The previous decade Artaud had been one of the leading lights of the first phrase of Surrealism, writing addresses to the Pope, Chancellors of the European Universities, the Dalai Lama and the Buddhist Schools. In January 1925 Andre Breton announced that Artaud was assuming direction of the Bureau of Surrealist Enquiries, cryptically commenting that ‘The Central  Bureau, more alive than ever, is henceforth behind closed doors, but the world must know that it exists.’  However after the bitter criticisms Breton levelled against Artaud (along with many, many others) in the Second Manifesto Artaud left the movement, aligning himself somewhat with the renegade Surrealists who published in Georges Bataille’s Documents.

The return from Ireland brought about for Artaud a period of confinement in different asylums which ended only with his death in 1948 from an overdose of choral hydrate. 1938 saw the publication of his most famous work The Theatre and Its Double where he outlined his vision for the Theatre of Cruelty but he wrote little again until 1946, instead concentrating on writing up spells, casting horoscopes and drawing disturbing pictures.

But then Artaud would have doubtless have approved of Mick Jagger’s character Turner’s paraphrase of the central tenets of the Theatre of Cruelty in the 1970 movie Performance, ‘The only performance that makes it, that makes it all the way, is the one that achieves madness. Am I right?’ Judging by those lights Artaud made it all the way.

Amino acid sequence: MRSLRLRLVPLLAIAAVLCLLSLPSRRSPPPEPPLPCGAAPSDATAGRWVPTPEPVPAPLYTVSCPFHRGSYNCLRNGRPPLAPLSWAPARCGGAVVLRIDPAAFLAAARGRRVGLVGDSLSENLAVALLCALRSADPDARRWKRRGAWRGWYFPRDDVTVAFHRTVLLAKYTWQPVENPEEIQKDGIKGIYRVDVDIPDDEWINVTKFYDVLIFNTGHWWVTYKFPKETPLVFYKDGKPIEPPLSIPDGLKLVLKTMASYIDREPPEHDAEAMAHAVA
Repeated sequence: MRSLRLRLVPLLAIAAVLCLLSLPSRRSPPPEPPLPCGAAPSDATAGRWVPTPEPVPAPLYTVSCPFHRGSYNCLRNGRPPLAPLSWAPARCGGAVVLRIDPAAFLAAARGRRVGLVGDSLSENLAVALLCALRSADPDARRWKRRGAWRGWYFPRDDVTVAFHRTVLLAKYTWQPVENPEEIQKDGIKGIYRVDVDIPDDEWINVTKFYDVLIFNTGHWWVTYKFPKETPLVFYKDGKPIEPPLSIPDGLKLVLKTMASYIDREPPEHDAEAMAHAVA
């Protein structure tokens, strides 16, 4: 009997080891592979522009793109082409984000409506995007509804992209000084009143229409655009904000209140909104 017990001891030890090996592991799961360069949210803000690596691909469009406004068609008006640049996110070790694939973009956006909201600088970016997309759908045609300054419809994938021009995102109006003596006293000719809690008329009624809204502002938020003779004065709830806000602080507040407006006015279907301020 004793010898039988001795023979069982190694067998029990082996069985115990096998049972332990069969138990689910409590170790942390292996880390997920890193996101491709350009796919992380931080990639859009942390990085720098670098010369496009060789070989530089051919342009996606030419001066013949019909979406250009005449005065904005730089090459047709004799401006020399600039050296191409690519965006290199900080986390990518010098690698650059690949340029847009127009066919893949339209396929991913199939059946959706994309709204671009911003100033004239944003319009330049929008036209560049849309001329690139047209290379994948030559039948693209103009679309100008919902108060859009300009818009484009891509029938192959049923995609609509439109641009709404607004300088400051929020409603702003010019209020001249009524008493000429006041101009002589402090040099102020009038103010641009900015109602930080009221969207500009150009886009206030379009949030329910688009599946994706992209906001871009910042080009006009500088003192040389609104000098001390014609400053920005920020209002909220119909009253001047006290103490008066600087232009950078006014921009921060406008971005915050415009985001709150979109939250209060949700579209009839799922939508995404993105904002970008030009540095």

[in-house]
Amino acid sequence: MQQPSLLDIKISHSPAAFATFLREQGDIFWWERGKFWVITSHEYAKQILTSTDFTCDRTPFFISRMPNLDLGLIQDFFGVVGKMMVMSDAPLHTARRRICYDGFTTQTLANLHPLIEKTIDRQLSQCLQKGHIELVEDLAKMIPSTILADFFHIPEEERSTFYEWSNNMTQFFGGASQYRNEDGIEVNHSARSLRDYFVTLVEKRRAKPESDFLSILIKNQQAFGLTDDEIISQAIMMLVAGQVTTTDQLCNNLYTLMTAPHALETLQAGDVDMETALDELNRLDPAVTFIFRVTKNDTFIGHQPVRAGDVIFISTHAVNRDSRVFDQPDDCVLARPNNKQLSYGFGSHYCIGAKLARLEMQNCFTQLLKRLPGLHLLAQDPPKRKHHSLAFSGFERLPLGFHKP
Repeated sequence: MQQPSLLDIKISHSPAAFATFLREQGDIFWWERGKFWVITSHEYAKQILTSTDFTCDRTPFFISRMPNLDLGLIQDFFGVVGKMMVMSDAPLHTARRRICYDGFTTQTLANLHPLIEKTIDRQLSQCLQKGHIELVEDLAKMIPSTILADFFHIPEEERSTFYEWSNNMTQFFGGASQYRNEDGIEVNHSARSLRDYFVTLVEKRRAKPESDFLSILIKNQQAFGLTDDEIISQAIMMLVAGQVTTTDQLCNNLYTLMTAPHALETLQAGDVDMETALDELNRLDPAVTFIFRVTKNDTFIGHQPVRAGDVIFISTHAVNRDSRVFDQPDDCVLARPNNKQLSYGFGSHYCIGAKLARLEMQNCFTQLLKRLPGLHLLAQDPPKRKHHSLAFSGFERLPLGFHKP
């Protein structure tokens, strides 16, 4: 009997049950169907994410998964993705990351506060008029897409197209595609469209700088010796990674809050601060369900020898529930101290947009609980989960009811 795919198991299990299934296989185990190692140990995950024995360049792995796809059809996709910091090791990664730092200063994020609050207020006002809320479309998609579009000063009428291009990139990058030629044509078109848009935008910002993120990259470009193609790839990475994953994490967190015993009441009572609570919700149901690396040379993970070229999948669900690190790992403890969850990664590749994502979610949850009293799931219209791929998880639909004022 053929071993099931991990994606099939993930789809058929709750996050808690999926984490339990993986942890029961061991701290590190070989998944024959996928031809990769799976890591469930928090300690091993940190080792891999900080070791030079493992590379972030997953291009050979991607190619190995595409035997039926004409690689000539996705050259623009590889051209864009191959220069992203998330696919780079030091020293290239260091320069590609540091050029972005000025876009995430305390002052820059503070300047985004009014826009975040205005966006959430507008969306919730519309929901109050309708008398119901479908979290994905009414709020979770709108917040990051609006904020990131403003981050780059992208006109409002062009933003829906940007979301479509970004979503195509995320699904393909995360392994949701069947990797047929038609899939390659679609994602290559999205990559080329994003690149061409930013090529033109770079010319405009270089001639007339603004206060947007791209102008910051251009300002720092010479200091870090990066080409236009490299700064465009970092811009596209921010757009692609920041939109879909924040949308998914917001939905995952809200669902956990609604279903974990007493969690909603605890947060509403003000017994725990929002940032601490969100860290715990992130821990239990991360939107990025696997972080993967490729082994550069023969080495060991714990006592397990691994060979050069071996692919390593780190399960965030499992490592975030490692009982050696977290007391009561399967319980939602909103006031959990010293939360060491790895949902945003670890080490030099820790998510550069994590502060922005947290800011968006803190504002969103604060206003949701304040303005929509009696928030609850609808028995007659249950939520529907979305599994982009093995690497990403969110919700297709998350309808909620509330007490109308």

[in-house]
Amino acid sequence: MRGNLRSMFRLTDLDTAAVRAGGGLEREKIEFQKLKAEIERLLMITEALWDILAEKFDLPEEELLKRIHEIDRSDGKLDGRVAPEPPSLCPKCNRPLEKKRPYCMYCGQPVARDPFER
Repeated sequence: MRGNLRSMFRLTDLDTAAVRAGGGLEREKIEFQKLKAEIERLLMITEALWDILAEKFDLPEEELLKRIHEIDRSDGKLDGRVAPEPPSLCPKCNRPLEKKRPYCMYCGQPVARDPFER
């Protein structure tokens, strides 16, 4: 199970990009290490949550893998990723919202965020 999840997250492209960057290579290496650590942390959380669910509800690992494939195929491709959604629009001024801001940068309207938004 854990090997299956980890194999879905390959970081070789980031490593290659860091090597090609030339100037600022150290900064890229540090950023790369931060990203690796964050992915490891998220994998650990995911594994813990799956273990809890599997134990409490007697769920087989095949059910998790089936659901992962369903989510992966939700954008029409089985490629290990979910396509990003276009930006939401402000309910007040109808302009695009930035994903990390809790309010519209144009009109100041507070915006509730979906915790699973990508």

Cosmic Geometry

Emma Kunz
Emma Kunz

In 1938 the Swiss clairvoyant and telepathic healer Emma Kunz began to channel large scale drawings on graph paper using coloured pencils, crayons and a pendulum. During the creation of a piece, which could take up to 48 hours, Kunz neither slept or ate, subsisting entirely on liquids. Neighbours commented that the light was always on at her home. The drawings were then used as a therapeutic tool for her patients, whom she would encourage to meditate upon the mandala-like patterns.

I was first led to this astonishing artist by a comment about my post on the Swedish artist Hilma af Klint, (thank you herongrace). There are indeed similarities, both were female abstract artists with an all consuming interest in mysticism and spiritualism, whose mediumistic art goes far beyond aesthetic formal concerns. Both Klint and Kunz were only discovered after their deaths, and indeed were two-thirds of an exhibition on leading female abstract artists, the other being Agnes Martin. However Klint was a professional artist who kept her groundbreaking innovations a secret, while Kunz had no formal artistic training but thought highly enough of her work (and rightly so) to publish two books.

Since the first exhibition in 1973, ten years after her death, Kunz’s work has been show around the world, including a joint show with Joseph Beuys and Rudolf Steiner. The Emma Kunz Museum in Wurenlos, Switzerland houses 70 of her most important artworks.

Nighttime, Enigma and Nostalgia

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Arshile Gorky-Nighttime, Enigma and Nostalgia 1932-1934

In 1931 the Armenian born (though he often told people he was Russian, his age also varied upon his mood) American painter Arshile Gorky saw Giorgio De Chirico’s 1914 painting The Fateful Temple. De Chirico’s painting featuring a portrait of his mother next to a head with a dissected brain which resonated with Gorky, who was working at the time on a mother and child portrait, and over the next three years he would produce two paintings and over eighty drawings in his variant series of The Fateful Temple; Nighttime, Enigma and Nostalgia.